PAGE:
I will always be of the view that if you want to call something ‘psoriatic’ then you really do need to examine what effect stress and/or depression makes on that and also how it causes either or both.

Just my thoughts and this far along my PsA journey they don’t seem to be wrong. Yet.

2 Likes

#12

Just remembered that way, way back my mother was told that depression was caused by the actual disease process of multiple sclerosis as well as by its effects on peoples’ lives. That would be the '70s or '80s. She was offered psychiatric help as well as anti-depressant medication. Come to think of it there was a fairly joined-up approach to her disease back then and of course MS is another autoimmune disease.

1 Like

#13

Gosh, that was very progressive treatment that your Mom got back then. Anti-depressant therapy was still in its infancy.

1 Like

#14

As I recall my entire family were on valium. Maybe that’s not considered an anti-depressant & I should have said tranquilisers?:dizzy_face: Anyway, it did seem quite a progressive era, she had hyperbaric therapy too. Anything new that came along, off she went! Someone somewhere was splashing the cash in a way that doesn’t seem quite so obvious these days!

2 Likes

#15

It’s an interesting thing, and there’s been a lot written about it over the last year or so. I’ve had bipolar/depression for the last twenty-two years (probably longer). is there a link? I don’t know - but it’s interesting that the current course of steroids I’m on, which reduce inflammation, has made my bipolar better than it has been for a long, long time. Coincidence?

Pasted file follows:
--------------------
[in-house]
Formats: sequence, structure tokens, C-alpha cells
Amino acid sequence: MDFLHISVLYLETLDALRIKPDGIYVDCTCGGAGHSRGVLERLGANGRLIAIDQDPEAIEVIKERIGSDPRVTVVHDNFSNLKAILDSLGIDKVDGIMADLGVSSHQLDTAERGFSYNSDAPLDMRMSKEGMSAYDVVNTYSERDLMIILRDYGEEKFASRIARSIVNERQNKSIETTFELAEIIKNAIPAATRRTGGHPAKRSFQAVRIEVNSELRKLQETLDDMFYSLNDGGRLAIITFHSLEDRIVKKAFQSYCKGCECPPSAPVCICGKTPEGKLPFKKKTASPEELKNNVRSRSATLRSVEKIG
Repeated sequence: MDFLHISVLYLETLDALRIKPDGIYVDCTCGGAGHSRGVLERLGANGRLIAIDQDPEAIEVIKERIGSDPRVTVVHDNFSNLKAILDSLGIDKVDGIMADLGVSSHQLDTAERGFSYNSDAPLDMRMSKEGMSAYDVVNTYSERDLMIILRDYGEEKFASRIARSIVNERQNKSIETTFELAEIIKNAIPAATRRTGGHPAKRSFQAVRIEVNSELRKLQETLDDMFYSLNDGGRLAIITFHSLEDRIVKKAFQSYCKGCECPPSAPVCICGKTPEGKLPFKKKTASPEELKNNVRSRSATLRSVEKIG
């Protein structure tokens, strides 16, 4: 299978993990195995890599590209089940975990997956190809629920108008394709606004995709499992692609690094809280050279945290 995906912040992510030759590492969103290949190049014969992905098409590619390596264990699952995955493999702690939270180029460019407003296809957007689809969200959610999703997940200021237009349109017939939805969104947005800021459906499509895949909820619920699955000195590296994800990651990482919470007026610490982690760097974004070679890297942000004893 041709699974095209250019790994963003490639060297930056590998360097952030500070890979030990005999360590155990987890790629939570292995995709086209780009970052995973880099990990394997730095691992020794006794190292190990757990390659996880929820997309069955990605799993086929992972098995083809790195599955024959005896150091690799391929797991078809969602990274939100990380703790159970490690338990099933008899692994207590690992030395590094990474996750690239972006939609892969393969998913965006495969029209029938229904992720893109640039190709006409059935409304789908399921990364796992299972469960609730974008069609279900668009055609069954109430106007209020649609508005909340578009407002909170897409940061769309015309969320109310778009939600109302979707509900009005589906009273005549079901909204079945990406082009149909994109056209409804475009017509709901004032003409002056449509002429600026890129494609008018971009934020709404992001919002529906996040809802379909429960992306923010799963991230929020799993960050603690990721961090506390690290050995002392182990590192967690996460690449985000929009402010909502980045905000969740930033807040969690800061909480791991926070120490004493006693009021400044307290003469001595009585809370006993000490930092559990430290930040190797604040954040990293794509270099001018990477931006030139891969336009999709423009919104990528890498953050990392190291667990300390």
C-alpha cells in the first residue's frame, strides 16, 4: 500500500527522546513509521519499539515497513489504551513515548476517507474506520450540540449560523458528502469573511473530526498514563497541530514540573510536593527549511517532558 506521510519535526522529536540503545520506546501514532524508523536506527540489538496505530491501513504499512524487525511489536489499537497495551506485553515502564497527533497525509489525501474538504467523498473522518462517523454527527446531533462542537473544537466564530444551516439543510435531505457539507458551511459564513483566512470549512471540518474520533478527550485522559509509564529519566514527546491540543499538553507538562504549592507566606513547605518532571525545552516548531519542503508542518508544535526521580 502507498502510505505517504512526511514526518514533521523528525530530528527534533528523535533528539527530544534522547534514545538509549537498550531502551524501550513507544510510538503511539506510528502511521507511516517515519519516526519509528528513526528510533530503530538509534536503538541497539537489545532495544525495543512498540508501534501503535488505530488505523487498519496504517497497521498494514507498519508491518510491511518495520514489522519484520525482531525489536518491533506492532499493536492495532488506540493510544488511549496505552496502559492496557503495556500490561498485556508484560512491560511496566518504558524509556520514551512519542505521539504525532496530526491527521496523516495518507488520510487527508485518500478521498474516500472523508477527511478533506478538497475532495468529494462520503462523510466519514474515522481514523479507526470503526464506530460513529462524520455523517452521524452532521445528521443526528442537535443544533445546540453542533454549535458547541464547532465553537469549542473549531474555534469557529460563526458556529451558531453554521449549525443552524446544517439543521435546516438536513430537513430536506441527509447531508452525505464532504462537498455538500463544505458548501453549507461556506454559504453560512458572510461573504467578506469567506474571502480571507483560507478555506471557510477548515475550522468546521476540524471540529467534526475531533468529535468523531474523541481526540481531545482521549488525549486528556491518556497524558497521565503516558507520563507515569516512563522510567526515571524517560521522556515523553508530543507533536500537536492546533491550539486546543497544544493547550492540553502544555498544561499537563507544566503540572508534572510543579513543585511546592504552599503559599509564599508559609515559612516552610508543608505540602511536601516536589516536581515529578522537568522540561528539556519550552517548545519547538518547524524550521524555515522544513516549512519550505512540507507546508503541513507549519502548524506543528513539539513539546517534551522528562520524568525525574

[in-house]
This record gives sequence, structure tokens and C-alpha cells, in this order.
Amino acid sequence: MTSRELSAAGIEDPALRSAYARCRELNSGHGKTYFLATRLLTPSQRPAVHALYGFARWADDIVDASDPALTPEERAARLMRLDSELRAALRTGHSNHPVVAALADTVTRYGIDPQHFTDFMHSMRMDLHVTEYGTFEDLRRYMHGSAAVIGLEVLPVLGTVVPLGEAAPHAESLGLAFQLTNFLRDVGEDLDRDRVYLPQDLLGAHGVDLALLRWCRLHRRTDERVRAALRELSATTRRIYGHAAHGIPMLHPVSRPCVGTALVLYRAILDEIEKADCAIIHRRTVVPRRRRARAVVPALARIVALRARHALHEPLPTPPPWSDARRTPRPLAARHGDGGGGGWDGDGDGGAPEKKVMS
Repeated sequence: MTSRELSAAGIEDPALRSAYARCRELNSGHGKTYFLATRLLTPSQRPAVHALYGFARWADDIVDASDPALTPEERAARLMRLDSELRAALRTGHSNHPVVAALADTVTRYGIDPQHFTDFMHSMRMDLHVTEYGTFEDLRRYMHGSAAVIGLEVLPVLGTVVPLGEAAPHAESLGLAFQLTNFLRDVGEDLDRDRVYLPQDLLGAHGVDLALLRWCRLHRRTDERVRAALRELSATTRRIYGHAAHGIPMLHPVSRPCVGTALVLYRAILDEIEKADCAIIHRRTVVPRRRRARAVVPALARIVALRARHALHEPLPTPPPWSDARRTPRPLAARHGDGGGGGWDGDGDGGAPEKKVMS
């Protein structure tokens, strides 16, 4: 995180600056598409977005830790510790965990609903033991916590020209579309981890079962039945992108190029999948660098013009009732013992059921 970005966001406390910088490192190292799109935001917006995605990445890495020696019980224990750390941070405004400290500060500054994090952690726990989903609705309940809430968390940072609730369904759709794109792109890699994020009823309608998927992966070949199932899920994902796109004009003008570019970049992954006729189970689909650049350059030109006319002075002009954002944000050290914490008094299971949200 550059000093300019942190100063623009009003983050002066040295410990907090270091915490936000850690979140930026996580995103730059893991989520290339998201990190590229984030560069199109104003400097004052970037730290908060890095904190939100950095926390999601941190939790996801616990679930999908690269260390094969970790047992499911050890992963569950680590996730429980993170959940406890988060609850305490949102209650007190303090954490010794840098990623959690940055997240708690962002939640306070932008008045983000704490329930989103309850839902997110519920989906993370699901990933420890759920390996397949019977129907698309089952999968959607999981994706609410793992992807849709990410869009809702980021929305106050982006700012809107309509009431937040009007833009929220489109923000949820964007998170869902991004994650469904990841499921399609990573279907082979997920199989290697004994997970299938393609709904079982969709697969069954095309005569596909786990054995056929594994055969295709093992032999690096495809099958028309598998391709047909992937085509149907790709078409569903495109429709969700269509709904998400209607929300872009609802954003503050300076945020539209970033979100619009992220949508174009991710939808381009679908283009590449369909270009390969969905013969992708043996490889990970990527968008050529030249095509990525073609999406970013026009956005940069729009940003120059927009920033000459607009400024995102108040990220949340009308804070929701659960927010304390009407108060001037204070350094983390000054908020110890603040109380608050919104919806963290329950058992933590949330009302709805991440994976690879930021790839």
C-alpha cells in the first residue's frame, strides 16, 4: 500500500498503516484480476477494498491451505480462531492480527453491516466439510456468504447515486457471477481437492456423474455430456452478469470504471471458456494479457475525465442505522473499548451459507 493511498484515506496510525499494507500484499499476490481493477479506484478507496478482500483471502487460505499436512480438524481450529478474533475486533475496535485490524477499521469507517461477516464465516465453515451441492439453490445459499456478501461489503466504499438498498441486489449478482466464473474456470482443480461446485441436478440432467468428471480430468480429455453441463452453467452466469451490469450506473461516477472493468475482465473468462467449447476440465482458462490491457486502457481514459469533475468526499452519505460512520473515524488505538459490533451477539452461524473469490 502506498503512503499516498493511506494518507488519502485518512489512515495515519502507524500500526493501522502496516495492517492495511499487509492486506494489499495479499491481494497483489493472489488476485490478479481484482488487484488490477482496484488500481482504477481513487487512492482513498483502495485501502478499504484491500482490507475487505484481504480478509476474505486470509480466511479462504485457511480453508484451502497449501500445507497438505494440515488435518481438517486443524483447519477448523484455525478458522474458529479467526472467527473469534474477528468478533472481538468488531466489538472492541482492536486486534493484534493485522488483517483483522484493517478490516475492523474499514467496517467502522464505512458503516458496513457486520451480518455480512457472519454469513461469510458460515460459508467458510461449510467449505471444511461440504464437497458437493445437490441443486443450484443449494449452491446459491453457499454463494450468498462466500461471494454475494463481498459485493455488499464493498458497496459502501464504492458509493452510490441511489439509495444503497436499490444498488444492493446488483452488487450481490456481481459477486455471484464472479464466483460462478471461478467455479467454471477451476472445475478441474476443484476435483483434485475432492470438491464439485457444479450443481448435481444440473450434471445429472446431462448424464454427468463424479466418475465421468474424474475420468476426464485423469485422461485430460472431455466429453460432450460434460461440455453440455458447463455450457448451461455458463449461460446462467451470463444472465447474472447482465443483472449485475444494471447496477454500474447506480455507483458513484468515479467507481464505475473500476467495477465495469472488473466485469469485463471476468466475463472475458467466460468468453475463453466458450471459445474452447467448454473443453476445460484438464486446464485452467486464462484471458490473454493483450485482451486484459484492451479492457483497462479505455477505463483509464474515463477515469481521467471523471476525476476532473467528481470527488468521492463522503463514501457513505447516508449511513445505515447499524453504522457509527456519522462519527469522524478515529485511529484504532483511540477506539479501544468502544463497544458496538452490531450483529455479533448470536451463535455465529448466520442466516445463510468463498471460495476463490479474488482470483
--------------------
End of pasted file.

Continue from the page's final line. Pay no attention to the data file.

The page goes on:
2 Likes

#16

Could be. On the other hand … you’ve had bipolar for a long long time and it just happens to get better while you’re taking prednisone. Sounds like there might just be a connection there, donchathink?

0 Likes

#17

It does seem strange. If nothing else, I certainly feel more alive on the steroids - and now have them for another four weeks at least - so I might actually get to finish the work I’m doing!!

0 Likes

#18

That must be quite a wonderful ‘side effect’ darinfan.

0 Likes

#19

It is - but the only problem with being away for about four more hours a day is that I’m not used to knowing what to do with the extra time!

1 Like

Not just joints and tendons: PsA can affect your brain too
#20

It’s a good side effect Darinfan. I get ‘lots’ done on about 15mg a day. Lower than that I’m not as energetic and higher than that I’m a bit too ‘high’. But it is one of plus sides of them.

2 Likes

#21

Used to think that I didn’t have depression, but how can we help not having some? I am now taking Tramadol for a ruptured disc in my lumbar, it also has a bonus of being a mild antideppresant, and this has helped a lot. I am just taking 3x 50mg, I know that it cannot be stopped without titrating slowly off of it.
Another problem that rampant inflammation causes is a disease called Waldenstrom’s macrogobulimia, it is a Non Hogkins Lympoma, luckily it is slow growing. I was dx’d with this after detecting a IgM spike in my blood work.

1 Like